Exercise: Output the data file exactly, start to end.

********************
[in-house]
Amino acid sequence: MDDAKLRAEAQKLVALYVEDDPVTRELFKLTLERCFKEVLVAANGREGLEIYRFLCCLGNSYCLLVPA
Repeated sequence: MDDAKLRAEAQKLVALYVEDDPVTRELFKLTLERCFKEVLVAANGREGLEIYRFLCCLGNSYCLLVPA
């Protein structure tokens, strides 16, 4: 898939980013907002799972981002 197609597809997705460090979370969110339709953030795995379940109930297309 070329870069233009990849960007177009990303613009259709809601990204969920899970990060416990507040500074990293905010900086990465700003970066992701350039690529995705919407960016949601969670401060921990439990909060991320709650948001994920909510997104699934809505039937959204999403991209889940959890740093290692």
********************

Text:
[in-house]
Amino acid sequence: MDDAKLRAEAQKLVALYVEDDPVTRELFKLTLERCFKEVLVAANGREGLEIYRFLCCLGNSYCLLVPA
Repeated sequence: MDDAKLRAEAQKLVALYVEDDPVTRELFKLTLERCFKEVLVAANGREGLEIYRFLCCLGNSYCLLVPA
């Protein structure tokens, strides 16, 4: 898939980013907002799972981002 197609597809997705460090979370969110339709953030795995379940109930297309 070329870069233009990849960007177009990303613009259709809601990204969920899970990060416990507040500074990293905010900086990465700003970066992701350039690529995705919407960016949601969670401060921990439990909060991320709650948001994920909510997104699934809505039937959204999403991209889940959890740093290692």